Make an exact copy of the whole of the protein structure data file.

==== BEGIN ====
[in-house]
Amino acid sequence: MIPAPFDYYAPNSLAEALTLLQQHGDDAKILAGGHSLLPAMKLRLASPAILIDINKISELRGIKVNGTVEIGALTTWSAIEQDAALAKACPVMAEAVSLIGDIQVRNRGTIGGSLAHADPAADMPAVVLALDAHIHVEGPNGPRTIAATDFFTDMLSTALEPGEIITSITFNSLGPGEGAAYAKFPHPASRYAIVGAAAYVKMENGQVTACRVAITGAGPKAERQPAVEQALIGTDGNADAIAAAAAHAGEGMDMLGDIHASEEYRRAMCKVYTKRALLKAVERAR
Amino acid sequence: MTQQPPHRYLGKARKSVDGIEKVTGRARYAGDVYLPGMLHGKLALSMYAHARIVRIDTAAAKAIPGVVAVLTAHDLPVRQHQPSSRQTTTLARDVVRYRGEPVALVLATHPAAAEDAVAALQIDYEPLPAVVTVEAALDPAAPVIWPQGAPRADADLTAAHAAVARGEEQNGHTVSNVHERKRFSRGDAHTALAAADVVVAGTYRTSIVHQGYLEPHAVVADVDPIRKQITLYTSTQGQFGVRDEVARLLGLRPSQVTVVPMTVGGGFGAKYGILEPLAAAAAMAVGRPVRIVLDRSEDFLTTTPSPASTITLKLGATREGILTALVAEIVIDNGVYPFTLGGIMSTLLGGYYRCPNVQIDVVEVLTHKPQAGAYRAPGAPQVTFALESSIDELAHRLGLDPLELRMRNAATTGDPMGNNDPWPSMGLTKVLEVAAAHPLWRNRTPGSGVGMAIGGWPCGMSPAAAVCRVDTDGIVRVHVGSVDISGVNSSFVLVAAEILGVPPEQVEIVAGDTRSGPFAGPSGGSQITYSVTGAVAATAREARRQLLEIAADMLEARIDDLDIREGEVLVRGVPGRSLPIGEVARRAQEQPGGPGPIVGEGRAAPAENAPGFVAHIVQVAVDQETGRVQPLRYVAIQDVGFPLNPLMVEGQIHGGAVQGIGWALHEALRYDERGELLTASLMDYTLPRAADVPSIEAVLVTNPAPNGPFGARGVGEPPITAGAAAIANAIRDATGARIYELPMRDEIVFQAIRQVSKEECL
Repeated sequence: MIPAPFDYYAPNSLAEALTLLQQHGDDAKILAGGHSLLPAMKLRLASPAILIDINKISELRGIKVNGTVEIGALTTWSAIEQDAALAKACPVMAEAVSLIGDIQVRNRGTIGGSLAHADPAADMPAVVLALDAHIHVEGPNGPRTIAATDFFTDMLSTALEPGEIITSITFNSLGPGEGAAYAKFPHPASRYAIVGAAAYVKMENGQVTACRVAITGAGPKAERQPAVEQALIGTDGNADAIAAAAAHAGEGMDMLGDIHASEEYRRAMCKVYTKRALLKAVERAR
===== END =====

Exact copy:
[in-house]
Amino acid sequence: MIPAPFDYYAPNSLAEALTLLQQHGDDAKILAGGHSLLPAMKLRLASPAILIDINKISELRGIKVNGTVEIGALTTWSAIEQDAALAKACPVMAEAVSLIGDIQVRNRGTIGGSLAHADPAADMPAVVLALDAHIHVEGPNGPRTIAATDFFTDMLSTALEPGEIITSITFNSLGPGEGAAYAKFPHPASRYAIVGAAAYVKMENGQVTACRVAITGAGPKAERQPAVEQALIGTDGNADAIAAAAAHAGEGMDMLGDIHASEEYRRAMCKVYTKRALLKAVERAR
Amino acid sequence: MTQQPPHRYLGKARKSVDGIEKVTGRARYAGDVYLPGMLHGKLALSMYAHARIVRIDTAAAKAIPGVVAVLTAHDLPVRQHQPSSRQTTTLARDVVRYRGEPVALVLATHPAAAEDAVAALQIDYEPLPAVVTVEAALDPAAPVIWPQGAPRADADLTAAHAAVARGEEQNGHTVSNVHERKRFSRGDAHTALAAADVVVAGTYRTSIVHQGYLEPHAVVADVDPIRKQITLYTSTQGQFGVRDEVARLLGLRPSQVTVVPMTVGGGFGAKYGILEPLAAAAAMAVGRPVRIVLDRSEDFLTTTPSPASTITLKLGATREGILTALVAEIVIDNGVYPFTLGGIMSTLLGGYYRCPNVQIDVVEVLTHKPQAGAYRAPGAPQVTFALESSIDELAHRLGLDPLELRMRNAATTGDPMGNNDPWPSMGLTKVLEVAAAHPLWRNRTPGSGVGMAIGGWPCGMSPAAAVCRVDTDGIVRVHVGSVDISGVNSSFVLVAAEILGVPPEQVEIVAGDTRSGPFAGPSGGSQITYSVTGAVAATAREARRQLLEIAADMLEARIDDLDIREGEVLVRGVPGRSLPIGEVARRAQEQPGGPGPIVGEGRAAPAENAPGFVAHIVQVAVDQETGRVQPLRYVAIQDVGFPLNPLMVEGQIHGGAVQGIGWALHEALRYDERGELLTASLMDYTLPRAADVPSIEAVLVTNPAPNGPFGARGVGEPPITAGAAAIANAIRDATGARIYELPMRDEIVFQAIRQVSKEECL
Repeated sequence: MIPAPFDYYAPNSLAEALTLLQQHGDDAKILAGGHSLLPAMKLRLASPAILIDINKISELRGIKVNGTVEIGALTTWSAIEQDAALAKACPVMAEAVSLIGDIQVRNRGTIGGSLAHADPAADMPAVVLALDAHIHVEGPNGPRTIAATDFFTDMLSTALEPGEIITSITFNSLGPGEGAAYAKFPHPASRYAIVGAAAYVKMENGQVTACRVAITGAGPKAERQPAVEQALIGTDGNADAIAAAAAHAGEGMDMLGDIHASEEYRRAMCKVYTKRALLKAVERAR